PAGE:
The threat picture is more than just national security. It also involves our economic security. Ensuring an efficient, secure supply chain, and safe and efficient international travel is imperative for a strong economy.
CBP processed more than 414 million travelers – more than a million every day – and a new record high. Enrollment in our flagship Trusted Traveler Program – Global Entry – was up by 17 percent, and now serves over 6.7 million travelers.
In terms of trade, CBP officers processed $2.45 trillion in imports and screened 28.7 million containers, ensuring that the goods coming into the country are safe and legal. CBP also collected approximately $74.5 billion in duties, taxes, and other fees in FY 2019. That includes nearly $65 billion in duties alone – an increase of nearly 59 percent over the previous fiscal year.
Behind these numbers are the people who get the job done.
Our top mission support priority is to recruit, hire, train, retain, and support a world-class, resilient workforce.
CBP hiring outpaced attrition in FY 2019. In fact, CBP surpassed FY 2018 hiring by 46 percent, hiring a total of 3,448 law enforcement personnel, compared to 2,357 in FY 2018.
Our staffing levels for CBP officers increased by 1,034 for a total of 24,511. Our staffing levels for Border Patrol agents increased by 93, for a total of 19,648.
We are also actively working to minimize attrition so we can retain experienced agents and officers who are essential to securing the border.
This has been especially crucial here on the Southwest border, where FY 2019 was extremely challenging. Month after month of large groups of migrants – many from Central America who claimed asylum – placed an enormous strain on our front line.
In just one 24-hour period, we recorded more than 5,800 border crossings. During the month of May, a total of 144,000 people crossed the border. On one single day we had nearly 20,000 in custody.
During Fiscal Year 2019, CBP’s enforcement actions on the Southwest border totaled nearly 978,000. Furthermore, we have proof that nearly 150,000 people “got away” from us, because too many of our agents were pulled off the line to cope with the crisis.
The U.S. Border Patrol bore the brunt of this activity, particularly here on the Southwest border, where apprehensions totaled 851,508. This number is just staggering – it’s 115 percent higher than the previous fiscal year – and it was driven largely by family units and unaccompanied children.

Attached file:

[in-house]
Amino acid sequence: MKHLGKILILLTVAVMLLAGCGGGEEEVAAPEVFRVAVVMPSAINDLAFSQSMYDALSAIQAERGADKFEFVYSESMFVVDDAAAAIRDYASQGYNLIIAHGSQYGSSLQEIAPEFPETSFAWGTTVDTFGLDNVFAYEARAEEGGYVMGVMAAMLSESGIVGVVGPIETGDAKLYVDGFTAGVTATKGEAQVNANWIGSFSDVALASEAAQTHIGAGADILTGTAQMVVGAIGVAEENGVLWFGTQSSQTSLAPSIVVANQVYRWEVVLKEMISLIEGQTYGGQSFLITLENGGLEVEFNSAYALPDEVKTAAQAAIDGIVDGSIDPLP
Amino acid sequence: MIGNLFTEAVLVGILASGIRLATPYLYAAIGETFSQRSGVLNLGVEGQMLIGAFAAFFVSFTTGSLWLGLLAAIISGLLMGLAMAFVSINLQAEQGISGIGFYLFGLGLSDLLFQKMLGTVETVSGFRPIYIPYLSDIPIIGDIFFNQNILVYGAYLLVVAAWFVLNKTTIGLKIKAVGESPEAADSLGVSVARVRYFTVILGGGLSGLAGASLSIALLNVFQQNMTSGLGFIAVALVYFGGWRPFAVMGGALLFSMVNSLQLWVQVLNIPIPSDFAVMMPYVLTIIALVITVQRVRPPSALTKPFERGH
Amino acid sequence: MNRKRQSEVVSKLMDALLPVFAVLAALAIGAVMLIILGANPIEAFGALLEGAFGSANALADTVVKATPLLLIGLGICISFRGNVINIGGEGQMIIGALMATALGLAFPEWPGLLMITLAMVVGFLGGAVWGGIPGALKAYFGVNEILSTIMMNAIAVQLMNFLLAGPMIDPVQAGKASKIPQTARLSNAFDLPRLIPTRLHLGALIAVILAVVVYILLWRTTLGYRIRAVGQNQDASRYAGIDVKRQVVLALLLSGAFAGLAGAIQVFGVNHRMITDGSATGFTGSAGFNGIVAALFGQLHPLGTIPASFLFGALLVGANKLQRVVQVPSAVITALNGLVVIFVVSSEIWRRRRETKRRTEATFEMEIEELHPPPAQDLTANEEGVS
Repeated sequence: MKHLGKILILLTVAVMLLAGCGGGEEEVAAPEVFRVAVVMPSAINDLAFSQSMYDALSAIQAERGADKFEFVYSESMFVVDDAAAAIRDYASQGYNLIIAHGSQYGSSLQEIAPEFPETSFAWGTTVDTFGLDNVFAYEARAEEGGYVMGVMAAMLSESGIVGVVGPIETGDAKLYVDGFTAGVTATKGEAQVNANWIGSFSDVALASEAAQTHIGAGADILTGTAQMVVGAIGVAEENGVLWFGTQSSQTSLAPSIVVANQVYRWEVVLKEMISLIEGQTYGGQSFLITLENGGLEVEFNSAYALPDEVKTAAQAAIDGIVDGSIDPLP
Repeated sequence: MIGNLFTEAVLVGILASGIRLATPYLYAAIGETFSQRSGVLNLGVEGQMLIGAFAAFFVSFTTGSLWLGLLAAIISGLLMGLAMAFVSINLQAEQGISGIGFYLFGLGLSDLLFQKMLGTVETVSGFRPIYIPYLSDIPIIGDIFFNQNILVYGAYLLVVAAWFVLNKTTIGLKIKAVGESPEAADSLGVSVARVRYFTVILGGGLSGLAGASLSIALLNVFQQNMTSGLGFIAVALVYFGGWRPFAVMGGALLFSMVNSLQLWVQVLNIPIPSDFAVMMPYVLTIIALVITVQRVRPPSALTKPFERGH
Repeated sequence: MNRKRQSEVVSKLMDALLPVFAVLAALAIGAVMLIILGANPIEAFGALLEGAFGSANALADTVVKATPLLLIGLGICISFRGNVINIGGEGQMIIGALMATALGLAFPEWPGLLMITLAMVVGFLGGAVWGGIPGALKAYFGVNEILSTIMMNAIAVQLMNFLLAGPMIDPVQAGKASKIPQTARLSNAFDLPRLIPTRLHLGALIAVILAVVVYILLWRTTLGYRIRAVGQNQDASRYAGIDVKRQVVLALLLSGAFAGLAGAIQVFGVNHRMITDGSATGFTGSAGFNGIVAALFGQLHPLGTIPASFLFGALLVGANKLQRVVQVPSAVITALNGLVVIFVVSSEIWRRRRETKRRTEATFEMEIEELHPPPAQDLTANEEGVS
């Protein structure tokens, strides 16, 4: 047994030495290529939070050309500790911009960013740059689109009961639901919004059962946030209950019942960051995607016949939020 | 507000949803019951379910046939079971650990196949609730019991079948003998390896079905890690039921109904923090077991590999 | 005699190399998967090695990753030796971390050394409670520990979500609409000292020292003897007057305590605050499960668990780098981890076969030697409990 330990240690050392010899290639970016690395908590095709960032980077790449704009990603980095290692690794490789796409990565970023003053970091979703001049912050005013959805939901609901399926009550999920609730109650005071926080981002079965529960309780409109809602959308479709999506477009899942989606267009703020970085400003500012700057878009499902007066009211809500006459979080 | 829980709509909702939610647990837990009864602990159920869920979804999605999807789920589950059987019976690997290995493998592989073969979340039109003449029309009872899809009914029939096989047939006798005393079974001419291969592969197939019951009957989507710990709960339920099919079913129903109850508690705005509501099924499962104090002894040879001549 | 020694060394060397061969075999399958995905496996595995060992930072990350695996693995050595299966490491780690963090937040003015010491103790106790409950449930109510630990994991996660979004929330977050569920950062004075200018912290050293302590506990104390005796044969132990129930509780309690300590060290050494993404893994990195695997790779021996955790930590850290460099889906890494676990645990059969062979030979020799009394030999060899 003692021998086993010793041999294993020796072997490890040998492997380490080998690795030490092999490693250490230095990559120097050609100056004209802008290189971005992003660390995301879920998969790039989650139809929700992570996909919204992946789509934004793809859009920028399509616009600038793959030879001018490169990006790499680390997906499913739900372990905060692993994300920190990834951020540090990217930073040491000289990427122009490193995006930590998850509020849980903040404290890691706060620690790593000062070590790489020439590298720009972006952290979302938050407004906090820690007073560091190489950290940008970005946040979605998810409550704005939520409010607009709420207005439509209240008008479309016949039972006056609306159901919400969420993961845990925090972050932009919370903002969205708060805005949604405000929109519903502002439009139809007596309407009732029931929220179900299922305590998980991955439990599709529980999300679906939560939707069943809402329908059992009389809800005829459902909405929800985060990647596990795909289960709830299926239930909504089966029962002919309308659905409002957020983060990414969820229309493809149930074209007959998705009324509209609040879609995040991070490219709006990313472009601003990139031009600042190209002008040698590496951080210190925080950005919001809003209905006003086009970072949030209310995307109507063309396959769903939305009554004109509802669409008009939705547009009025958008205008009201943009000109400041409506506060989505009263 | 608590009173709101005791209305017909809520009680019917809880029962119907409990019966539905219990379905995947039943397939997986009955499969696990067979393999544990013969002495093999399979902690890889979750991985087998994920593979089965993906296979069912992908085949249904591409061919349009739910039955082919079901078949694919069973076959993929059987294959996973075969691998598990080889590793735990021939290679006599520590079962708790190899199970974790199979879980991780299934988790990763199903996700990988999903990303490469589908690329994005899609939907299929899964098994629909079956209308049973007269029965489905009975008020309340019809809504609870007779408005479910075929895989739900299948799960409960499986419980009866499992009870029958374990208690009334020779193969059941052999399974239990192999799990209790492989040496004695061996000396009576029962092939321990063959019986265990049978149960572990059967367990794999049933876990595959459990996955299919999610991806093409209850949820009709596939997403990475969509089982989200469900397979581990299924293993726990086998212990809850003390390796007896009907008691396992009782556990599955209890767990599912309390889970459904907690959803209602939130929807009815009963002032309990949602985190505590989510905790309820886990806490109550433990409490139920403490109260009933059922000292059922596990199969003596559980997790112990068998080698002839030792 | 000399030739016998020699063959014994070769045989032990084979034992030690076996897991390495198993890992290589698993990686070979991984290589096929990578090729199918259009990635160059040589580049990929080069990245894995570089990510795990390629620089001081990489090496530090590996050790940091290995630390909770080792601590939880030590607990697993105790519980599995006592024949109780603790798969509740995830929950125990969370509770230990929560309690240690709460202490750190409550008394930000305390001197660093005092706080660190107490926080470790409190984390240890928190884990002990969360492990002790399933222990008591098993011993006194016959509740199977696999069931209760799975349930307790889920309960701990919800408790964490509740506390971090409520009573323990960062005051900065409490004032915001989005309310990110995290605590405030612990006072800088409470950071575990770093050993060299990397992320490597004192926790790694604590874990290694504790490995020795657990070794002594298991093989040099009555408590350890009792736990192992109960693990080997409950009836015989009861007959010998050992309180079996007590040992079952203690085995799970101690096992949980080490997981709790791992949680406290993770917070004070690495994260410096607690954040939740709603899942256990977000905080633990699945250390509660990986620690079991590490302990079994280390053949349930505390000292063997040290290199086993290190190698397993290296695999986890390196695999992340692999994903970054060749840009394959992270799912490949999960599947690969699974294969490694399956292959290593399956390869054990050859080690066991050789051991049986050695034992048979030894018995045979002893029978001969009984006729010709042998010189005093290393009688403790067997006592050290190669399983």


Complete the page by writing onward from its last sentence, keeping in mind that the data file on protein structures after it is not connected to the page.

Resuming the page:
The number of family units arriving on our Southwest border totaled 473,682 – the highest year on record and 342 percent higher than FY 2018’s previous high of 107,212. The number of unaccompanied children reached 76,020 – 26 percent higher than FY 2018’s figure of 58,660.
CBP’s Office of Field Operations also encountered 126,001 inadmissible aliens – roughly 2,500 more than FY 2018 and 42 percent more than FY 2014 – our previous “record.”
Still, in the midst of this turmoil, and under extraordinary, challenging circumstances, our agents went above and beyond, rescuing people at risk of drowning in rivers and canals, dying in the desert, or abandoned in locked tractor-trailers. In fact, in Fiscal Year 2019, CBP personnel rescued more than 4,900 people on our Southwest border alone.
Finally, since we are here in front of this section of new border wall here in the border enforcement zone, let me provide you with a quick progress report.
CBP – with the help of the U.S. Army Corps of Engineers – is fulfilling the President’s mandate to build a physical barrier to protect our nation. We have now completed 76 miles of new border wall system in place of dilapidated and/or outdated designs in San Diego, El Centro, Yuma, and El Paso Sectors – including this section right behind me. This new barrier is essential to our nation’s border security.
By the end of 2020, CBP expects to have completed 450 miles of new border wall system. We will also have an additional 59 miles under construction in high priority locations across the Southwest border, pending real estate availability.
I’ve said it before: what goes on at the border impacts every community … and the wall is absolutely essential.